Getting Setup

To get setup, you’ll need to install:

(Note that if this is your first time using Cocoapods, you will need to open a terminal after installing and run the pod setup command. Otherwise you may end up with an error like No such file or directory @ dir_initialize - /Users/foyc/.cocoapods/repos (Errno::ENOENT) the first time you try to run pod install)

Open Xcode and create a new iOS Single View Application. Name it TDD Game of Life and set the org identifier to com.example.gol (if you don’t already know what to put in there). Select the directory to put it in, and let it create the project.

Single View Application

Screen Shot 2015-02-16 at 4.16.30 PM

Once you have the project created, close Xcode and open up a Terminal prompt and navigate to the directory that houses your project. Once there, run the command pod init. This creates a default Podfile for Cocoapods. This is where you’ll list the frameworks we’ll be using – similar to a Gemfile from the Ruby world.

Open the Podfile in your favorite text editor and add the following:

pod 'Specta'
pod 'Expecta'
pod 'OCMock'

in the target 'TDD Game of LifeTests' section:

Screen Shot 2015-02-16 at 4.23.13 PM

Save the Podfile, and then in your terminal, run the command pod install. You’ve now installed the Pods into your Xcode project and are ready to start testing!

Write our first test

Conway’s Game of Life is based on some pretty simple rules. One of those rules is that a cell can be in one of two states – alive or dead – and can either be killed or resurrected based on the state of the cells surrounding it.

The behavior of killing and resurrecting a cell seems to be a small enough chunk of behavior we can start with. Navigate to your project directory and open the “TDD Game of Life.xcworkspace” file in Xcode. In Xcode, right-click on TDD Game of LifeTests and choose “New File”. In the dialog, choose iOS->Source->Objective-C File:

Screen Shot 2015-02-16 at 4.31.52 PM

Name it CellSpec and leave the File Type as “Empty File”, then click Next. Make sure it is adding the file to the Tests folder (leaving everything else as defaults), and click Create. Xcode should now open the newly created file.

Inside the file, you should see an import for Foundation.h. Just below that import line, add the following:

#import <Specta/Specta.h>
#define EXP_SHORTHAND
#import "Expecta.h"
#import "Cell.h"

The first import includes the Specta library. The second and third lines include the Expecta library and setup a shorthand to prevent us from having to write expectations with the prefix EXP_expect.

The final line imports our Cell class which doesn’t exist yet! It doesn’t exist because no test has told us to create it (and yes, compiler errors in our tests cound as test failures). So let’s try to build our test file. Either go to Product->Build or just hit Command-B. It should fail because Cell.h couldn’t be found. (If it fails for any other reason, make sure you have Cocoapods installed properly and ran the pod install command).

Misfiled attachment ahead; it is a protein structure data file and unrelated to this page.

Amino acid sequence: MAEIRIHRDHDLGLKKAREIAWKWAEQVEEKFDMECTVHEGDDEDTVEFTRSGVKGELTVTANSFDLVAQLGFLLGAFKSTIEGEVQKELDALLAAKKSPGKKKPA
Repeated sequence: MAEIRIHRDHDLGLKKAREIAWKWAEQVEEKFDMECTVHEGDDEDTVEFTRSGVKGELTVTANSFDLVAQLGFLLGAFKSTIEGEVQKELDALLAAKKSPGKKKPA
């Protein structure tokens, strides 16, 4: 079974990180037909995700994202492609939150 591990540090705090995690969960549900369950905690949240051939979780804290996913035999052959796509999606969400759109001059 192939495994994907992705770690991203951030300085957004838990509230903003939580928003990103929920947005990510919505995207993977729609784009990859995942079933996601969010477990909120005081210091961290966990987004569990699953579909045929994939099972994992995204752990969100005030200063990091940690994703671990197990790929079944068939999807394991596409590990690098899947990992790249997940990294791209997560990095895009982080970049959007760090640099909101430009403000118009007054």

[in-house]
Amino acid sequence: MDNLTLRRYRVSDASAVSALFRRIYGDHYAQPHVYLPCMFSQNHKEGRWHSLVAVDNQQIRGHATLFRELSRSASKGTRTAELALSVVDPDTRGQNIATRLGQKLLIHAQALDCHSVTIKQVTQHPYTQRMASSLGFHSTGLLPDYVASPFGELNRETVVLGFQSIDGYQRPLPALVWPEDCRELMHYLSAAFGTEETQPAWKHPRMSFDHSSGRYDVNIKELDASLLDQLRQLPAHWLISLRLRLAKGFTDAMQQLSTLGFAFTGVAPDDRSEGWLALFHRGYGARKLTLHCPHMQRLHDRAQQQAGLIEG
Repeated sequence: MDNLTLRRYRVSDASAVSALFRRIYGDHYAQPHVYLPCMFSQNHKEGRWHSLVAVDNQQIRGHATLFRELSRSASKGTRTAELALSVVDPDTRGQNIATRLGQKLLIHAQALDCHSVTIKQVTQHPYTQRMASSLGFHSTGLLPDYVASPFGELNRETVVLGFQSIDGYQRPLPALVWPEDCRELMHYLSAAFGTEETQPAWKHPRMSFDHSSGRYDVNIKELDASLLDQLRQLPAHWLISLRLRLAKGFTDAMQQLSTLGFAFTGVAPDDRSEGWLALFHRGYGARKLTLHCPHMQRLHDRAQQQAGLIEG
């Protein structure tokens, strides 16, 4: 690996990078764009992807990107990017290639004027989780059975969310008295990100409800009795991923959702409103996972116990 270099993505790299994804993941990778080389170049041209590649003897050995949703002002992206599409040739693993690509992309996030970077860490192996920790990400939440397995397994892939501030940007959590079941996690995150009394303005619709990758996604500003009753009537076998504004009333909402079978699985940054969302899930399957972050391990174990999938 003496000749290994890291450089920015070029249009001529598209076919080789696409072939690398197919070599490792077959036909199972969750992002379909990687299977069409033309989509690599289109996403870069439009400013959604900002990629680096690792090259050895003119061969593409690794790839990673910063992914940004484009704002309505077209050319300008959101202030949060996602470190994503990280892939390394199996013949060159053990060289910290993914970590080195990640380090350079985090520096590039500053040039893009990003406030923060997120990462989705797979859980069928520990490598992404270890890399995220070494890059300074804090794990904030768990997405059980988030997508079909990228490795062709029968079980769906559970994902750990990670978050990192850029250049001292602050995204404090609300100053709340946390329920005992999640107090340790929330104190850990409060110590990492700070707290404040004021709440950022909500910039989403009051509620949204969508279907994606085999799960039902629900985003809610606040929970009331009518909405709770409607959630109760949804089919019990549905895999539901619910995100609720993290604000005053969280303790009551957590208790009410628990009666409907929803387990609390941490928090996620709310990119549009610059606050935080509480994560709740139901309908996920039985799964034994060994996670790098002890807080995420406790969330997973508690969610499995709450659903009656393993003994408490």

To make this “test” pass, right-click on the “TDD Game of Life” folder and choose New File. Selection iOS->Source->Cocoa Touch Class:

Screen Shot 2015-02-16 at 4.55.06 PM

Name the class Cell and leave all of the other defaults as is, then click Next. Make sure it is adding the file to the main “TDD Game of Life” folder, and click create. Once the file is created, build the application again using Command-B. You should see the build succeed. (If your build does not succeed because of a linker error, close Xcode and reopen it so the Cocoapods changes we made earlier can take effect).

Now let’s add some behavior. To write tests, we wrap our tests with SpecBegin/SpecEnd macros. So back in our CellSpec.m class, add the following code under the import statements:

SpecBegin(Cell)
describe(@"Cell", ^{
  it(@"is dead on creation", ^{
    Cell *cell = [[Cell alloc] init];

    expect([cell isAlive]).to.equal(NO);
  });
});
SpecEnd

There’s a lot of design assumptions packed into this one test. First, we assume we can create a Cell with no other information. Secondly. we assume we can query a cell’s status by using a method called isAlive. Lastly, we assume that method tells us that status by giving us a binary YES/NO.

We’ll go with those assumptions for now and see if we can get our test to pass. Trying to compile results in an exception because isAlive is not defined. In our Cell.h class, make your code look like this below the import line:

@interface Cell : NSObject
- (BOOL)isAlive;
@end

This should allow us to compile, although with warnings. If we now hit Command-U (or go to Product->Test), we should see our first test failure!

Screen Shot 2015-02-16 at 5.24.10 PM

We can also open the log files by enabling the bottom view in Xcode. In the upper right hand corner there shoudl be three boxes with lines to the left, bottom and right. Click on the one with the line on the bottom: